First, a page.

Another play day at Fallon’s Rattlesnake Raceway | NevadaAppeal.com
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Another play day at Fallon’s Rattlesnake Raceway

Roger Diez

Last Saturday’s test and tune day at Fernley 95A Speedway saw an excellent turnout. The IMCA Modified division was the best-represented with more than 15 cars on hand. Today is the second play day at Rattlesnake Raceway in Fallon, so if you need some track time on your new race car this will be your last chance before the local racing season starts.

As many predicted, Sunday’s NASCAR Sprint Cup race at Phoenix saw the first two-time winner of the 2015 season crowned. Kevin Harvick, despite some late-race concerns, drove to a convincing victory, his fourth straight at the one-mile oval. It was also his third Phoenix race to lead more than 200 laps, and his seventh race in a row in the top two finishing positions. The last time a driver accomplished that feat was Richard Petty in 1974. Petty went on to score 11 top two results in a row. I wouldn’t bet against Harvick tying or beating that statistic. Harvick and crew chief Rodney Childers are already being touted by some as equal to the Jimmie Johnson/Chad Knaus duo. I’ll believe it when Harvick scores his fifth or sixth championship.

After sitting out the first two races of the season and returning to the No. 55 Toyota for Las Vegas and Phoenix, Brian Vickers is again out of the car. Vickers suffered a recurrence of the blood clots that sidelined him in 2013. There’s no timetable for him to return at this time, so Brett Moffitt is back in the seat for this Sunday’s race at Auto Club Speedway in Fontana. Moffitt’s regular ride, the No. 34 Front Row Motorsports Ford, will be driven this weekend by Chris Buescher in his first Sprint Cup start. We wish Brian the best and hope for a speedy recovery.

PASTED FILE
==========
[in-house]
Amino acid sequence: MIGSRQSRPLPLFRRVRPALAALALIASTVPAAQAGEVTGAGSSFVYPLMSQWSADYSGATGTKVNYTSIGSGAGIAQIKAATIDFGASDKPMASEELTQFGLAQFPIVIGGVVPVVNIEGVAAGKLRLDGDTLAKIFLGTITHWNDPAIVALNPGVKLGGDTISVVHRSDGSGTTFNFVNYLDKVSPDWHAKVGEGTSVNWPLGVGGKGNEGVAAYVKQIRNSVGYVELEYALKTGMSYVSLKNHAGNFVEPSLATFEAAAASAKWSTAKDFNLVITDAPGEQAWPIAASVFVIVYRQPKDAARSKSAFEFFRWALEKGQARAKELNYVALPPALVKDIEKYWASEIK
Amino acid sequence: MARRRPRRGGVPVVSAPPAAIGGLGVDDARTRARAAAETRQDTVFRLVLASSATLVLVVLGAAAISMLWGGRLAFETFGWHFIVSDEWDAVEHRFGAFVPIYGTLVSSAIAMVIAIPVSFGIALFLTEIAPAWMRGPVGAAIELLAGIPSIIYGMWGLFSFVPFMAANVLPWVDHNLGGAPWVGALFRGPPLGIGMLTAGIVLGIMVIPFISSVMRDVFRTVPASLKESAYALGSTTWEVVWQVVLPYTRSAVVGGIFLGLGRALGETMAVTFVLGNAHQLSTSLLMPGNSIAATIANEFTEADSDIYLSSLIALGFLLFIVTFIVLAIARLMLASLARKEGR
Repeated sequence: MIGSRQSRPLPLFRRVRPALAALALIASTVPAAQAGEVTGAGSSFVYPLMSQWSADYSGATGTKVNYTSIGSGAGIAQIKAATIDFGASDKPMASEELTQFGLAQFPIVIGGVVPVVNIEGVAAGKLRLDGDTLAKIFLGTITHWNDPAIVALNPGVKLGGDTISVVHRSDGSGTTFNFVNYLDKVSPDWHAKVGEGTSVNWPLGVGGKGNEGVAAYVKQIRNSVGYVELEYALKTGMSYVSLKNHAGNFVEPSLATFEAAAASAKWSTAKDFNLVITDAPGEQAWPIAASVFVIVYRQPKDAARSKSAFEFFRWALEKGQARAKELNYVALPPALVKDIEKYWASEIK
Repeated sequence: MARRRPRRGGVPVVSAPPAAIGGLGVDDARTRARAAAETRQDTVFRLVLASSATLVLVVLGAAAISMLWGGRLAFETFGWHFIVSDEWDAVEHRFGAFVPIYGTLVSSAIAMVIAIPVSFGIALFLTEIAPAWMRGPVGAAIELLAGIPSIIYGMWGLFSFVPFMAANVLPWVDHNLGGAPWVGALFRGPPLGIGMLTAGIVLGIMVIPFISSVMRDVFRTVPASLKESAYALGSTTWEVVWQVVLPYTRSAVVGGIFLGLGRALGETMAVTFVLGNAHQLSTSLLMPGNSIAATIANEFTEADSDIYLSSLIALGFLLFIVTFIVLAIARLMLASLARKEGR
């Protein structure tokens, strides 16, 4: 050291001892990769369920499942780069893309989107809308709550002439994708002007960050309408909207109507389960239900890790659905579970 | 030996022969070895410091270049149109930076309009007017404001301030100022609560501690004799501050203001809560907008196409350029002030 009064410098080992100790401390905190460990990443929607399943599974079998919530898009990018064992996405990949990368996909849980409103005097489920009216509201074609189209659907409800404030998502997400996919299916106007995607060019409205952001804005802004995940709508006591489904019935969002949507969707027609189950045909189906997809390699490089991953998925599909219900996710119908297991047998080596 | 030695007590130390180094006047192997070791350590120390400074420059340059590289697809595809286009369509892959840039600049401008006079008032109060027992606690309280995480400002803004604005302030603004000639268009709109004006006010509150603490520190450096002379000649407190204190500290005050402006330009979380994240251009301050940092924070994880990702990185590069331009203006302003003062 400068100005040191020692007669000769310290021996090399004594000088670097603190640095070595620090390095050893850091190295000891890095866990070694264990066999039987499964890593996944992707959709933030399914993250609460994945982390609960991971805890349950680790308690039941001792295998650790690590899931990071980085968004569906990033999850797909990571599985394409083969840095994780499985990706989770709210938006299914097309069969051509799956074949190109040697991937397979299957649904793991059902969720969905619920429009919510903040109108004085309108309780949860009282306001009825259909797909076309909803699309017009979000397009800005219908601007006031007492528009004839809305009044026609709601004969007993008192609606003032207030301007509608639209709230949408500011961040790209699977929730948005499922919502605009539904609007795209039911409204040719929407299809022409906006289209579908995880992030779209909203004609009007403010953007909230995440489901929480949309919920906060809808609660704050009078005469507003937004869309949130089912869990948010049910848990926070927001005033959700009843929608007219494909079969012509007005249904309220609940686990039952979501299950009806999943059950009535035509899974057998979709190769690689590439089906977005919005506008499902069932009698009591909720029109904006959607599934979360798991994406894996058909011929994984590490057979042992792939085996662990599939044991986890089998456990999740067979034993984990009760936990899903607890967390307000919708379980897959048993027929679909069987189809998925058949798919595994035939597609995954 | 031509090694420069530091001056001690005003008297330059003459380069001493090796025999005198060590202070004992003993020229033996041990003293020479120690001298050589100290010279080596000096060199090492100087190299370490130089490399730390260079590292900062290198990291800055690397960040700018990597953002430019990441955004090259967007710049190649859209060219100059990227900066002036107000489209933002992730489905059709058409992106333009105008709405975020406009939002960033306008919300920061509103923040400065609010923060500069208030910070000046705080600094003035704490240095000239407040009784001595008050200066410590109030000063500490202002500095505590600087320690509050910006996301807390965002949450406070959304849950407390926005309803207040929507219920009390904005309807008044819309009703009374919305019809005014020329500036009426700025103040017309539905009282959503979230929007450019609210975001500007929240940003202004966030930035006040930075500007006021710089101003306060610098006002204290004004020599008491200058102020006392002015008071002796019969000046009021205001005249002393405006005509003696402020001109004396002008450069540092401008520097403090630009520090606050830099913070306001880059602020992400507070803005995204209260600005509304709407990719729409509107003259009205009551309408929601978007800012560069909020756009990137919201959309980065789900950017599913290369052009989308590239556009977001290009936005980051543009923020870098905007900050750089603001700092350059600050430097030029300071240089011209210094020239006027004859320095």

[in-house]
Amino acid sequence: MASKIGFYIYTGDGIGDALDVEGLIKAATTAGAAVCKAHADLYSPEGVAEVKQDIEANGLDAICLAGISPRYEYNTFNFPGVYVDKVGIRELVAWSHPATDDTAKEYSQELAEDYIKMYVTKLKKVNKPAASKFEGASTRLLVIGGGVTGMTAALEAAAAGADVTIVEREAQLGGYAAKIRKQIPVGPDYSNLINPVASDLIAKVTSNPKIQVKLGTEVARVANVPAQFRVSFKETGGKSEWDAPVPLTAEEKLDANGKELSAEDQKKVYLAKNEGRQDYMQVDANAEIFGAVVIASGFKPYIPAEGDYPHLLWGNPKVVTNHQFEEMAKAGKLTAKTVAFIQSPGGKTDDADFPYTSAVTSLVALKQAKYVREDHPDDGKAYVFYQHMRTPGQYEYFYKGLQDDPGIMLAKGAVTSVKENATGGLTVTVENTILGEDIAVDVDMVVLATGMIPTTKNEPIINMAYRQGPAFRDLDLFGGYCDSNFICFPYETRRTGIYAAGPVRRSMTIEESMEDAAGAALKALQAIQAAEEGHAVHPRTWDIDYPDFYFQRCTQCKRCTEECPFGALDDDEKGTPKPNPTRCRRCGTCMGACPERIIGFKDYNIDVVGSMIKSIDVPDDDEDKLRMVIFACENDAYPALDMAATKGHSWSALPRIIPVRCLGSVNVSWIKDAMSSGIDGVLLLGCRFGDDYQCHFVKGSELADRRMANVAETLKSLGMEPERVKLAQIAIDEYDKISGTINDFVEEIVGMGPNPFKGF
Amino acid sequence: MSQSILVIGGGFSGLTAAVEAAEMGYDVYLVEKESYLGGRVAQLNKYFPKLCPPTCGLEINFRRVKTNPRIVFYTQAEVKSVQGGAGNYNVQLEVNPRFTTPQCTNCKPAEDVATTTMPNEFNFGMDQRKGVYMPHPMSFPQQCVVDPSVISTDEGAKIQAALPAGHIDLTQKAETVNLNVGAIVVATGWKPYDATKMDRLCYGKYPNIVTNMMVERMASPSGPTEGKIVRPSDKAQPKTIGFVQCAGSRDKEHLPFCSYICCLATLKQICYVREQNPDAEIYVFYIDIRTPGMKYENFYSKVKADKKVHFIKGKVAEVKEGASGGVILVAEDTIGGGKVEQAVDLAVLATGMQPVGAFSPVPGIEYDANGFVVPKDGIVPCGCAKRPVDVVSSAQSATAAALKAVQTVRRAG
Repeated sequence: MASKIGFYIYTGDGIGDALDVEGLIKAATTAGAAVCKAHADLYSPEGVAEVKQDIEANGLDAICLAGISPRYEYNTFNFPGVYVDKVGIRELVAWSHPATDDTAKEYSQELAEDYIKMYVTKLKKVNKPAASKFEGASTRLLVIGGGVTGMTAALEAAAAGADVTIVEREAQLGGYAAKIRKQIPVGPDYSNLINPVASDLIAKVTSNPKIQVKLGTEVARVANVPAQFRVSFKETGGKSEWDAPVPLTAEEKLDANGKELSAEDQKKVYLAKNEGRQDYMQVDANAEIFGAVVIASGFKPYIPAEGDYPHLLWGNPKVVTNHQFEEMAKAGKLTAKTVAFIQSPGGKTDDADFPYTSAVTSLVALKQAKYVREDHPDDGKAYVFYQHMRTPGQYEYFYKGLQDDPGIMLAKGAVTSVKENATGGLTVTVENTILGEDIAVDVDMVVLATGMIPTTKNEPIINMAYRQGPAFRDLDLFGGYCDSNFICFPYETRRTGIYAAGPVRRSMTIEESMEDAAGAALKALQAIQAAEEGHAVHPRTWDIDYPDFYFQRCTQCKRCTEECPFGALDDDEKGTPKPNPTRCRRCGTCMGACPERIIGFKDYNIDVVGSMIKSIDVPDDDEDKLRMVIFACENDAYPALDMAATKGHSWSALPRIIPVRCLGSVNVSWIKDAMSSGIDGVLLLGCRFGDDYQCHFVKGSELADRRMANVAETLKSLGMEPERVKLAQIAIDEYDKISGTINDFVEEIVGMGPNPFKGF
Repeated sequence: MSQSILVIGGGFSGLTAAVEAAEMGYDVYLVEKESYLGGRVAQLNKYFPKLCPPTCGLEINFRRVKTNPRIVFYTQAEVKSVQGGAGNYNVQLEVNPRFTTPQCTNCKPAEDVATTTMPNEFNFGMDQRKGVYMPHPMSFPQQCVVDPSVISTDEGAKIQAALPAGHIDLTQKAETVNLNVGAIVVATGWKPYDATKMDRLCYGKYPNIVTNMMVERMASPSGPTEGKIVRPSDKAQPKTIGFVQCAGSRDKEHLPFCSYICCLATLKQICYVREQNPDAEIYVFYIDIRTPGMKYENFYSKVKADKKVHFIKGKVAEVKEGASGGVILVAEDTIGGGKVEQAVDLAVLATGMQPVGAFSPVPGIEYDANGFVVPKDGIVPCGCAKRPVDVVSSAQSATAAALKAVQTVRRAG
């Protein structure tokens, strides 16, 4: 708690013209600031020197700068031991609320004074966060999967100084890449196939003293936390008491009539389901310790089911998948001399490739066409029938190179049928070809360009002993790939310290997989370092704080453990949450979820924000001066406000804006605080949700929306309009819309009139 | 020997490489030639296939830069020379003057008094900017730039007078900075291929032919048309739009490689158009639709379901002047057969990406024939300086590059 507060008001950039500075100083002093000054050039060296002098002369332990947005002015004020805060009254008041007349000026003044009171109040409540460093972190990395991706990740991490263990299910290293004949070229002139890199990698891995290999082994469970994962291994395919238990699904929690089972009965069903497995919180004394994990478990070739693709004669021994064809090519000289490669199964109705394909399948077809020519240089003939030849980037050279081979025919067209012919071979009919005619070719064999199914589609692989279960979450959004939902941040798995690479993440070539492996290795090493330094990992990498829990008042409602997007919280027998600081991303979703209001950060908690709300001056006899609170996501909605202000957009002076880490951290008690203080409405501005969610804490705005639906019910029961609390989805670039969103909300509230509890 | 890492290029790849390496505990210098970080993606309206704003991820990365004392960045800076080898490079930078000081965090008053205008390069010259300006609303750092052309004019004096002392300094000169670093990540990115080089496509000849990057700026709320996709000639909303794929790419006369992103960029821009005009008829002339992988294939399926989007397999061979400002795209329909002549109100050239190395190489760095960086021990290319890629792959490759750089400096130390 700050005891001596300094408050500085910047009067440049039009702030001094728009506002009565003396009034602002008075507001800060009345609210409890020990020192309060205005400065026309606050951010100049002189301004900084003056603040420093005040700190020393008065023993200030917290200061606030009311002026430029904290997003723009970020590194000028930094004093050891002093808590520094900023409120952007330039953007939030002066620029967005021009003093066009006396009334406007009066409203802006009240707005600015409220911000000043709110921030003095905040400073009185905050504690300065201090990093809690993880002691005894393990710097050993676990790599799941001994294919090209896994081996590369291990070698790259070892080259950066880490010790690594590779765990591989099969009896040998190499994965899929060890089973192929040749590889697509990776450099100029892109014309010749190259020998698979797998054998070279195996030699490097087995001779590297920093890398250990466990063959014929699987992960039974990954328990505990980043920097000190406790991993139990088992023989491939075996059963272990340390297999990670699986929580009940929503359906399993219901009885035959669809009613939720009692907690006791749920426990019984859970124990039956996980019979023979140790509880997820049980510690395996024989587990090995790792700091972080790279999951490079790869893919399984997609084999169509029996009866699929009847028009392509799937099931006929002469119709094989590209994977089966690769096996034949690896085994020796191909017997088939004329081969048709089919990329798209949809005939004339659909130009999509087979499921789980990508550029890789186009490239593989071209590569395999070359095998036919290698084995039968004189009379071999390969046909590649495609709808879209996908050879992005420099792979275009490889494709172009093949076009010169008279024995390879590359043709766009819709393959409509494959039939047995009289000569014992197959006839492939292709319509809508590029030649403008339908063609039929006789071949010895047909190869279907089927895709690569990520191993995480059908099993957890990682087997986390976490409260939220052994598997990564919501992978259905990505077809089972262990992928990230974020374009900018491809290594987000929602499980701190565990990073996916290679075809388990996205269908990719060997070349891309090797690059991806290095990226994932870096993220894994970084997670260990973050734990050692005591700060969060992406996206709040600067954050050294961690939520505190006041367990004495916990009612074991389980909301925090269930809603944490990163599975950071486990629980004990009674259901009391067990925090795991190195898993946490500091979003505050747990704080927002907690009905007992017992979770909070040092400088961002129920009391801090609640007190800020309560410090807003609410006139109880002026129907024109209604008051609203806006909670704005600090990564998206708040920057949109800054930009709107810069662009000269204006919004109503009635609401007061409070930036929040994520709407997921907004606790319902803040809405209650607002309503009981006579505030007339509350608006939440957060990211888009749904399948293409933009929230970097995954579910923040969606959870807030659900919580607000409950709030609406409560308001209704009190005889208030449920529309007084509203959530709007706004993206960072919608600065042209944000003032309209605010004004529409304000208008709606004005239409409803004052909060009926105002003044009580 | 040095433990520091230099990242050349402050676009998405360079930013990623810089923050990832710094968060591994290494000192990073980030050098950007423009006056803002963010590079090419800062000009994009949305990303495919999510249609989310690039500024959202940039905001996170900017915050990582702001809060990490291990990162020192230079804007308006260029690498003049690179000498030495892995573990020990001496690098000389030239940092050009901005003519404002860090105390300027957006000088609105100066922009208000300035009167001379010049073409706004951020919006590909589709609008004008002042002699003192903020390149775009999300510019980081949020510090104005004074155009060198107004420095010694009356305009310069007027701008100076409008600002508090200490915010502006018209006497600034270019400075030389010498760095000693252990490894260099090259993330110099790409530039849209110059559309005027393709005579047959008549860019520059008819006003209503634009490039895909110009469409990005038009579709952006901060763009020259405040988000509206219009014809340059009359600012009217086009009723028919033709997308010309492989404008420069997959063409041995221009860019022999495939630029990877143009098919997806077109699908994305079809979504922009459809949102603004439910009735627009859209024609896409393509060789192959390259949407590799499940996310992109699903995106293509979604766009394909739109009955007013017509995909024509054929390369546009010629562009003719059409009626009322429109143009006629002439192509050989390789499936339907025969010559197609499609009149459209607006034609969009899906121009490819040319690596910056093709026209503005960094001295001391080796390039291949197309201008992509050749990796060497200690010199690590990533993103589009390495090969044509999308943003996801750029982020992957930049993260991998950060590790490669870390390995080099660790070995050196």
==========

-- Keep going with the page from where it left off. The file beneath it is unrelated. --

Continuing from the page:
Qualifying at Fontana had a different look Friday. Something that will hold throughout the rest of the season. Instead of having the cars parked nose-in on pit lane, they will now be parked nose-out, making entry to the track much easier. According to NASCAR, the nose-in configuration was so media could get photographs of the drivers sitting in the cars, and also the length of the hoses from the cool-down units would only allow access from the nose-in position. Those issues have been addressed, so the potential hazards of having cars backing out in front of competitors coming down the pit lane are no more.

The Formula One season kicked off in Melbourne, Australia Sunday, and the Mercedes juggernaut picked up where it left off last season. Teammates Lewis Hamilton and Nico Rosberg qualified one-two, with a comfortable margin over the rest of the field. The race went the same way, with Hamilton scoring his first win of the season and Rosberg taking the runner-up slot. Four-time champion Sebastian Vettel took the final podium position in his debut race with Ferrari after a spirited battle with Williams’ Felipe Massa. Only 18 cars qualified and a mere 15 started the race. Valtterri Bottas of Williams bowed out with health problems before the start and the Marussia team was unable to get its cars up to speed for qualifying. McLaren’s Kevin Magnussen and Danil Kvyat of Red Bull also didn’t start the race. Kvyat’s teammate Daniel Ricciardo was disappointed with his sixth place result. McLaren’s Jensen Button finished 11th, just out of the points, but ran to the checker, putting in more laps in a row than the car had done in testing. At this point in time, the 2015 season is beginning to look like another Mercedes benefit, the only question being which of its two drivers is going to be the champion.

The FIA, sanctioning body for F1, last week announced the German Grand Prix has been canceled, dropping the number of races from 20 to 19. No reason was given for the cancellation.